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oppress

[uh-pres] /əˈprɛs/
verb (used with object)
1.
to burden with cruel or unjust impositions or restraints; subject to a burdensome or harsh exercise of authority or power:
a people oppressed by totalitarianism.
2.
to lie heavily upon (the mind, a person, etc.):
Care and sorrow oppressed them.
3.
to weigh down, as sleep or weariness does.
4.
Archaic. to put down; subdue or suppress.
5.
Archaic. to press upon or against; crush.
Origin
1300-1350
1300-50; Middle English oppressen < Middle French oppresser < Medieval Latin oppressāre, derivative of Latin oppressus past participle of opprimere to squeeze, suffocate, equivalent to op- op- + -primere (combining form of premere) to press1
Related forms
oppressible, adjective
oppressor, noun
preoppress, verb (used with object)
preoppressor, noun
reoppress, verb (used with object)
self-oppressor, noun
unoppressed, adjective
unoppressible, adjective
Can be confused
oppress, repress.
Synonyms
1, 2. Oppress, depress, both having the literal meaning to press down upon, to cause to sink, are today mainly limited to figurative applications. To oppress is usually to subject (a people) to burdens, to undue exercise of authority, and the like; its chief application, therefore, is to a social or political situation: a tyrant oppressing his subjects. Depress suggests mainly the psychological effect, upon the individual, of unpleasant conditions, situations, etc., that sadden and discourage: depressed by the news. When oppress is sometimes used in this sense, it suggests a psychological attitude of more complete hopelessness: oppressed by a sense of failure. 1. maltreat, persecute.
Antonyms
2. uphold, encourage.
Dictionary.com Unabridged
Based on the Random House Dictionary, © Random House, Inc. 2014.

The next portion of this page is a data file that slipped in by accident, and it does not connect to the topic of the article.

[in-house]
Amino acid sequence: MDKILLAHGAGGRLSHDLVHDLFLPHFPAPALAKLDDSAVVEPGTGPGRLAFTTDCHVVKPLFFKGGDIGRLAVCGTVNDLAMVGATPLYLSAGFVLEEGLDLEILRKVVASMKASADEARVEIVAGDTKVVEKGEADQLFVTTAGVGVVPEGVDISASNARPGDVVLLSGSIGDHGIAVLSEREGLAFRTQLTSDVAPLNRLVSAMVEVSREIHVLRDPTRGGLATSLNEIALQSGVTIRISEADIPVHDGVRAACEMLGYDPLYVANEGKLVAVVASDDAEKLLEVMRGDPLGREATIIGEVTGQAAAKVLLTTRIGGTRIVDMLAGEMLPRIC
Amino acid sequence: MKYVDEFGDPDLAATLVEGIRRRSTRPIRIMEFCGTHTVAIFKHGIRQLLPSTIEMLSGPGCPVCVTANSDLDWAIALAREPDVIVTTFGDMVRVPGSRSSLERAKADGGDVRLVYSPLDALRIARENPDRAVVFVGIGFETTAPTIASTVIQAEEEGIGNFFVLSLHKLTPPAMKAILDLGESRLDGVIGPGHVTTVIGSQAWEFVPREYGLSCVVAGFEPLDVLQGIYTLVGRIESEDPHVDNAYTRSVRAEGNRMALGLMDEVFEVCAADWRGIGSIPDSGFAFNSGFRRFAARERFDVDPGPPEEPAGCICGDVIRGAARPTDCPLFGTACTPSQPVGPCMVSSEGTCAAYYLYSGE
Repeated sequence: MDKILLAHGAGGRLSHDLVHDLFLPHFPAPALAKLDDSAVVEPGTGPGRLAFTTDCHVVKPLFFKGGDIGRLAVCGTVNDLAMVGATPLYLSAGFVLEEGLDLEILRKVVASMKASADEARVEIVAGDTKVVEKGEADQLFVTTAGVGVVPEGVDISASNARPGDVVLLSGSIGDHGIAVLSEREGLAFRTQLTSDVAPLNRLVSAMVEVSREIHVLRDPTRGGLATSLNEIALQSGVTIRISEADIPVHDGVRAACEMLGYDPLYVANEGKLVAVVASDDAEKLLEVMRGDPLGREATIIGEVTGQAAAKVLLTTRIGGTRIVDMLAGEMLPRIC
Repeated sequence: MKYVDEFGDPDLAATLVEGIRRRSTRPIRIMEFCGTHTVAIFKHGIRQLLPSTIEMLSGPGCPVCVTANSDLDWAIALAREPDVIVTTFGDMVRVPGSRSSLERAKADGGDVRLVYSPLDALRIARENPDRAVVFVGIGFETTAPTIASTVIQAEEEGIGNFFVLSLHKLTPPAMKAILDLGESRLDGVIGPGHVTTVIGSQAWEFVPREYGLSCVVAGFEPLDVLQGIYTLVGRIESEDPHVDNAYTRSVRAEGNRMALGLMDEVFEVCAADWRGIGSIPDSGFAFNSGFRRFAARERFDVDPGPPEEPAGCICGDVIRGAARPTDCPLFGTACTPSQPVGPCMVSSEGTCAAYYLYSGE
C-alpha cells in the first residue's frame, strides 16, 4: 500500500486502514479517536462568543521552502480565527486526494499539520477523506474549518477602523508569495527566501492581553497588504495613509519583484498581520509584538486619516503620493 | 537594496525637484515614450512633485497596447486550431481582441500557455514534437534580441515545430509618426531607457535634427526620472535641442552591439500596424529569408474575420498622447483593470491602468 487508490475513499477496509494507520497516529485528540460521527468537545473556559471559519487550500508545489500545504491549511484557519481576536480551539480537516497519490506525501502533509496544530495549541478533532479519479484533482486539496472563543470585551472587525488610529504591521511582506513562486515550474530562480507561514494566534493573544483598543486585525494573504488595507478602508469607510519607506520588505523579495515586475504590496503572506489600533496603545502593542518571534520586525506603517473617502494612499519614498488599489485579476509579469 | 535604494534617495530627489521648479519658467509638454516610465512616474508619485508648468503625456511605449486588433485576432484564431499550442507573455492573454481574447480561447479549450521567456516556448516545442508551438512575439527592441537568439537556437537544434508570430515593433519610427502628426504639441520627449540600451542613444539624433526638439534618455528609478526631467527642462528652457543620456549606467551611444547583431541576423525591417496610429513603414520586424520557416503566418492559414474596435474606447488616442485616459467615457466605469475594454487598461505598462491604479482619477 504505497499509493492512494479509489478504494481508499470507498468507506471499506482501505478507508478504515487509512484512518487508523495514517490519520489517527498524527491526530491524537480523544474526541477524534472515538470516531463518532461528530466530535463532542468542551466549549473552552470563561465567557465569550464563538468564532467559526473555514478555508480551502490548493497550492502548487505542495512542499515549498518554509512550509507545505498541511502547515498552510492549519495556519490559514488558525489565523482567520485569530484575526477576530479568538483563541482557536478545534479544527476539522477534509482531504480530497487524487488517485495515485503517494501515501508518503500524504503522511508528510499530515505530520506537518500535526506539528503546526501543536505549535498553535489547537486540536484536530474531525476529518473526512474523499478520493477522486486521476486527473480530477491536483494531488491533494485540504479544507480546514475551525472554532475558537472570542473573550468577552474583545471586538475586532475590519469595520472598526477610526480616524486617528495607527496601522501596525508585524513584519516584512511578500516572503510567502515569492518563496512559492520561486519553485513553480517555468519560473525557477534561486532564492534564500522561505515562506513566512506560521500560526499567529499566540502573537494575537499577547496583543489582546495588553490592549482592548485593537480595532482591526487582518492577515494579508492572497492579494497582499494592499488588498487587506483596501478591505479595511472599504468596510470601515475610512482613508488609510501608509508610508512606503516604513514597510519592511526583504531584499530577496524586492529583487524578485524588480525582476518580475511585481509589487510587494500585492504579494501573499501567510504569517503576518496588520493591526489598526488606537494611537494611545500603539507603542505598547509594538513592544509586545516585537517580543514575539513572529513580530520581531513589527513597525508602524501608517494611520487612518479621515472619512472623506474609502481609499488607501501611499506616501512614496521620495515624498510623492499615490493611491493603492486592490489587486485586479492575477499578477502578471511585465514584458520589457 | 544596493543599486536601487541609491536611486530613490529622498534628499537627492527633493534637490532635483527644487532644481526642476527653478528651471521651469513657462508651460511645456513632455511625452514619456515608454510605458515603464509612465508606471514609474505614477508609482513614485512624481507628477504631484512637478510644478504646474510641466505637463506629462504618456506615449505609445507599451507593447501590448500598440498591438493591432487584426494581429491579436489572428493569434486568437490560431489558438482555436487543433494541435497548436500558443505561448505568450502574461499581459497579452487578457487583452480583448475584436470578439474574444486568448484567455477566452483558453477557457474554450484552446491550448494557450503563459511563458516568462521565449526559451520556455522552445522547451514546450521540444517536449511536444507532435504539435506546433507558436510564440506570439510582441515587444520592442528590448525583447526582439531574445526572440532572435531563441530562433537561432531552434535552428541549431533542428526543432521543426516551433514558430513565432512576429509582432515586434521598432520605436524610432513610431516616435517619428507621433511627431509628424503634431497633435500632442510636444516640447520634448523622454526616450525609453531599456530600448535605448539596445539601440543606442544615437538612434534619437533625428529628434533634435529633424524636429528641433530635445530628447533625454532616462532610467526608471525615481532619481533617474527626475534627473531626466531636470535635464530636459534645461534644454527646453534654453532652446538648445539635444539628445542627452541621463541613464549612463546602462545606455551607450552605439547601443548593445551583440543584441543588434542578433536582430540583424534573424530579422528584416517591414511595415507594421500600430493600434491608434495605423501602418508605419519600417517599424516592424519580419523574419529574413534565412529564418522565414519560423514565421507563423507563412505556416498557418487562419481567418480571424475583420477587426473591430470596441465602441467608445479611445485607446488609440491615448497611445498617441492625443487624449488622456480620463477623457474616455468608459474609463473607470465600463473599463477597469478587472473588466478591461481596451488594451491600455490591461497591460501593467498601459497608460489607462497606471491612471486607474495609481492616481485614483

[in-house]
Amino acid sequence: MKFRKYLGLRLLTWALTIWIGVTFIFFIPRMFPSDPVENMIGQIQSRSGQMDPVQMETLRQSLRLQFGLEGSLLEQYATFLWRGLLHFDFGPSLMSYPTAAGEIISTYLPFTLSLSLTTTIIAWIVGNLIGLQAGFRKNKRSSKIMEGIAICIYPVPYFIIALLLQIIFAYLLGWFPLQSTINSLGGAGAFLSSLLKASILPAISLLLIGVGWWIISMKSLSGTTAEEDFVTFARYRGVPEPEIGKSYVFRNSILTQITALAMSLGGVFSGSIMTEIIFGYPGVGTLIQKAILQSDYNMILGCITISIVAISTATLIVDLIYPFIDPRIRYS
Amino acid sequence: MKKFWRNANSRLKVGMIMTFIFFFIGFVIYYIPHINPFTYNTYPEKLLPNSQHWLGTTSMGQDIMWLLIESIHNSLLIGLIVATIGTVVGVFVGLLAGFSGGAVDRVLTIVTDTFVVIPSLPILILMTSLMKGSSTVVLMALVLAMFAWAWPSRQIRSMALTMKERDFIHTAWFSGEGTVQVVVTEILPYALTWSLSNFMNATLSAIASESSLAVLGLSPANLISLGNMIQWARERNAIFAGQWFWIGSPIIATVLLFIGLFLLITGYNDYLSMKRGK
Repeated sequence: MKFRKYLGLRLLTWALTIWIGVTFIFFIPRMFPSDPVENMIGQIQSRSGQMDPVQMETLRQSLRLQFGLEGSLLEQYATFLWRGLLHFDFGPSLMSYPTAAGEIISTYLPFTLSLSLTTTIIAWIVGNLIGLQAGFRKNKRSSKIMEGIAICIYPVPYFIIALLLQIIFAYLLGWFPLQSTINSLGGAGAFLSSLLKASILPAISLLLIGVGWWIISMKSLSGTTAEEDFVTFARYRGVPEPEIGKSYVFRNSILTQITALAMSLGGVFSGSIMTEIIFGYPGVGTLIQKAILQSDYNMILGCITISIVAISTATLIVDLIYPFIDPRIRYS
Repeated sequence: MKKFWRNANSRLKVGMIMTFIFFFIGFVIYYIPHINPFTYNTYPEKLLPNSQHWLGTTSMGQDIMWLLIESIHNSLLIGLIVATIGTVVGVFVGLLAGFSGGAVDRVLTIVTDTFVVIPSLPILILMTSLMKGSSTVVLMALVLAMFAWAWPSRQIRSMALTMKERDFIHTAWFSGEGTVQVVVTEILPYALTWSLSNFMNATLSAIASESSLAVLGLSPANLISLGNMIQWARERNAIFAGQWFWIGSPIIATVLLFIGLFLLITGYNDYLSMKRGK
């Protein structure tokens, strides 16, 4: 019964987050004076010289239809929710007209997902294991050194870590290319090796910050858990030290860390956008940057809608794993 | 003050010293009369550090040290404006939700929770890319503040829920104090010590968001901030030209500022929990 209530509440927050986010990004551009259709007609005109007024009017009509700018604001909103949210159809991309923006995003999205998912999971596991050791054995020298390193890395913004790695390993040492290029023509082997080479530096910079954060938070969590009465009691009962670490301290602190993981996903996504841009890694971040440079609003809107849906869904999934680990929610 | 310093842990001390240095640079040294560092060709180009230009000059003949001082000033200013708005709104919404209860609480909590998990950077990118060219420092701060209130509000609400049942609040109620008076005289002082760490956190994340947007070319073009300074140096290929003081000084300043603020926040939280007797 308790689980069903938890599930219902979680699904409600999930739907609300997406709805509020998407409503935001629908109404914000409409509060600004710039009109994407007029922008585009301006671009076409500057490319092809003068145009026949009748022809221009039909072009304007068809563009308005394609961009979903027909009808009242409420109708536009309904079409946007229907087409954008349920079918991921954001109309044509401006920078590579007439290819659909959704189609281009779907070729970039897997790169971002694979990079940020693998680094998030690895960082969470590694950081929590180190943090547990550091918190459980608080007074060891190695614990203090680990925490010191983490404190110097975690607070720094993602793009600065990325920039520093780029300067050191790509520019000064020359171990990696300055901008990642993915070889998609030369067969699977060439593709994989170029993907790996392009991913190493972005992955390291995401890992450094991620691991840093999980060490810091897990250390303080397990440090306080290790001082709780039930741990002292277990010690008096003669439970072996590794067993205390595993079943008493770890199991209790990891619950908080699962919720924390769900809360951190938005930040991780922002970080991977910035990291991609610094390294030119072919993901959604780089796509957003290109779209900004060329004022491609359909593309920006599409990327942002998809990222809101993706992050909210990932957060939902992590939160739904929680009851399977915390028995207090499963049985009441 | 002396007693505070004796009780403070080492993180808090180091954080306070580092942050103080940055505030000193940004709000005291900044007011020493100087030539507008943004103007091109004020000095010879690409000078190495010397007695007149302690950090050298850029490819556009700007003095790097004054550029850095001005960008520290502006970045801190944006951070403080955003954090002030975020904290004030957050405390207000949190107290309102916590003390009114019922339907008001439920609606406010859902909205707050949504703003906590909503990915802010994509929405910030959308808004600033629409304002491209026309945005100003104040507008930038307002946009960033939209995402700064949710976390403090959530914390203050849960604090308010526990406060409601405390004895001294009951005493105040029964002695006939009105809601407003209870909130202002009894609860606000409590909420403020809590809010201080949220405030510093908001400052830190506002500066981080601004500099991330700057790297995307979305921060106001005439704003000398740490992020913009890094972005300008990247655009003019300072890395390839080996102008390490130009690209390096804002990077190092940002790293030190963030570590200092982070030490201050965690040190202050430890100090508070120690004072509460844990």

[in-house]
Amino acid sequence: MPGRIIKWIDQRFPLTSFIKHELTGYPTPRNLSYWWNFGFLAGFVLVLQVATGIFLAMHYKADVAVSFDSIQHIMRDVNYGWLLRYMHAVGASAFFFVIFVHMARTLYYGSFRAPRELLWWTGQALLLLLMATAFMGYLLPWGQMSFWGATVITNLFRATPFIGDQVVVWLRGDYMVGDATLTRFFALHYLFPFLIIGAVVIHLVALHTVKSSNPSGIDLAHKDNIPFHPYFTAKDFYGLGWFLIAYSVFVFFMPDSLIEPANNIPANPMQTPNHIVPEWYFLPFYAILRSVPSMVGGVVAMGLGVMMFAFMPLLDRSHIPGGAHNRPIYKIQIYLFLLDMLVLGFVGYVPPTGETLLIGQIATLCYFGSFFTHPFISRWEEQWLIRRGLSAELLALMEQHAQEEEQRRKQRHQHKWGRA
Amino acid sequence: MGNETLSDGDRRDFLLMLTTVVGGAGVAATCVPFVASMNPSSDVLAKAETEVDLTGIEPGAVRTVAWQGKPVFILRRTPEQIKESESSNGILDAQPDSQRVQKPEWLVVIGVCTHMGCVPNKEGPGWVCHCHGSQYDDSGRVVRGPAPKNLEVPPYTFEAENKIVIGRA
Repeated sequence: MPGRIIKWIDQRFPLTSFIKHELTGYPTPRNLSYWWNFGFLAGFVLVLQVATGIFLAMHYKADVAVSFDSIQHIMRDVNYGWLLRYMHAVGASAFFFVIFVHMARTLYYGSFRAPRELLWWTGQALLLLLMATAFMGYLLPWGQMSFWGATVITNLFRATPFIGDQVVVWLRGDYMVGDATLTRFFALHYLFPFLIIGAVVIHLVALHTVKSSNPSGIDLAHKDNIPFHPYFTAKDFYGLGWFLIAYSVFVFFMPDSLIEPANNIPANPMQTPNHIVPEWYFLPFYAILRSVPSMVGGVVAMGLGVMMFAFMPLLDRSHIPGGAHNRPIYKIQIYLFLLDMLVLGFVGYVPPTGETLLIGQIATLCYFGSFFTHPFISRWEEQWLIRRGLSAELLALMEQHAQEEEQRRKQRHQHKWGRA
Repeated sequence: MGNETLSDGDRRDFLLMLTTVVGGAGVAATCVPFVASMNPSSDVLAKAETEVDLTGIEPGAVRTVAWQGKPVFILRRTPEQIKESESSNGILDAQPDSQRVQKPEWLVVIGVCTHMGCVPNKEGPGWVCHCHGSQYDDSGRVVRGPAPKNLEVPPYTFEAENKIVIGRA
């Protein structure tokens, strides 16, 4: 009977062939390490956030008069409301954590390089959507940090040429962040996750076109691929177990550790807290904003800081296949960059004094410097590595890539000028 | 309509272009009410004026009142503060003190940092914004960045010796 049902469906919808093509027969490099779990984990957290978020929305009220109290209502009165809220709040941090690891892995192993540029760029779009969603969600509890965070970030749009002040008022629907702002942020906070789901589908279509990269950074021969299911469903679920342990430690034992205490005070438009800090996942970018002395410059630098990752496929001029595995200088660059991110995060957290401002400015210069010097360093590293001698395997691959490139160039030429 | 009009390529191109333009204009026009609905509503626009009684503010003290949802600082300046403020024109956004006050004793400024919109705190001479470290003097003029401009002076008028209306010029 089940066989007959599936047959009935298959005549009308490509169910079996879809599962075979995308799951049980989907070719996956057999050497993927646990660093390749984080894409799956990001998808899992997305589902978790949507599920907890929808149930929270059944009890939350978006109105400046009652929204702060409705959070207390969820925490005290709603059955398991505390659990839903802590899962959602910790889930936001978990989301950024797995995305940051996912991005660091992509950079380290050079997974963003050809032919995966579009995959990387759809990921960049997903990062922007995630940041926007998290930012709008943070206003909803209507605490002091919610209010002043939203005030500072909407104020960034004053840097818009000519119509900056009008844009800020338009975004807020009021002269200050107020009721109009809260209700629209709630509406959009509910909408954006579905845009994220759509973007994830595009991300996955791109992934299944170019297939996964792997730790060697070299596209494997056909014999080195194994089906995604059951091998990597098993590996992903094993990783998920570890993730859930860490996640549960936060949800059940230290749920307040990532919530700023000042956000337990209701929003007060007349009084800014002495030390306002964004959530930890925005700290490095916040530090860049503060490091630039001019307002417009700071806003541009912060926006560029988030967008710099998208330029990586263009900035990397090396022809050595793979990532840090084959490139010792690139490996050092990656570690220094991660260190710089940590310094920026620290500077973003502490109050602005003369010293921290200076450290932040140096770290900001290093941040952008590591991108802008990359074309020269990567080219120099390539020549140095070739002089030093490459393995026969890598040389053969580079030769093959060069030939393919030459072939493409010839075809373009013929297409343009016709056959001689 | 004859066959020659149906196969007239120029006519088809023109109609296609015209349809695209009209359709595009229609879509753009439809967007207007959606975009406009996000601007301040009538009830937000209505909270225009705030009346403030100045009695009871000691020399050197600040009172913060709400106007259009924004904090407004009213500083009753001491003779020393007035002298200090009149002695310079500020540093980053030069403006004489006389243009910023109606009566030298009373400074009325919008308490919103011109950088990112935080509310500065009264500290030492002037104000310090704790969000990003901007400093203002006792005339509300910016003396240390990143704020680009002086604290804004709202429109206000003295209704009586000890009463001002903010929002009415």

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Examples from the web for oppress
  • We need to understand why the word was used, who used it, and the ways it oppressed and continues to oppress.
  • All around us are people who, if lived in a different place or era, would oppress or sympathize with oppressors.
  • We had a revolt in our community against those people who were in here trying to exploit and oppress us.
  • In both books the elite uses power to oppress, not enlighten.
  • The harder you fight to oppress, the more you will fail.
  • Paying money or investing in countries that makes dictators who oppress citizens strong is no help to the poor at all.
  • Copyright are an oppressive measure to oppress learning and sharing of knowledge.
  • While that check is efficient, there is no reason to fear that the king or the nobles will oppress the people.
  • It is simultaneously the principle that unites and the principle that gives the nation the alleged right to oppress.
British Dictionary definitions for oppress

oppress

/əˈprɛs/
verb (transitive)
1.
to subjugate by cruelty, force, etc
2.
to afflict or torment
3.
to lie heavy on (the mind, imagination, etc)
4.
an obsolete word for overwhelm
Derived Forms
oppressingly, adverb
oppressor, noun
Word Origin
C14: via Old French from Medieval Latin oppressāre, from Latin opprimere, from ob- against + premere to press
Collins English Dictionary - Complete & Unabridged 2012 Digital Edition
© William Collins Sons & Co. Ltd. 1979, 1986 © HarperCollins
Publishers 1998, 2000, 2003, 2005, 2006, 2007, 2009, 2012
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Word Origin and History for oppress
v.

mid-14c., from Old French opresser "oppress, afflict; torment, smother" (13c.), from Medieval Latin oppressare, frequentative of Latin opprimere "press against, press together, press down;" figuratively "crush, put down, subdue, prosecute relentlessly" (in Late Latin "to rape"), from ob "against" (see ob-) + premere "to press, push" (see press (v.1)).

It is the due [external] restraint and not the moderation of rulers that constitutes a state of liberty; as the power to oppress, though never exercised, does a state of slavery. [St. George Tucker, "View of the Constitution of the United States," 1803]
Related: Oppressed; oppressing.

Online Etymology Dictionary, © 2010 Douglas Harper
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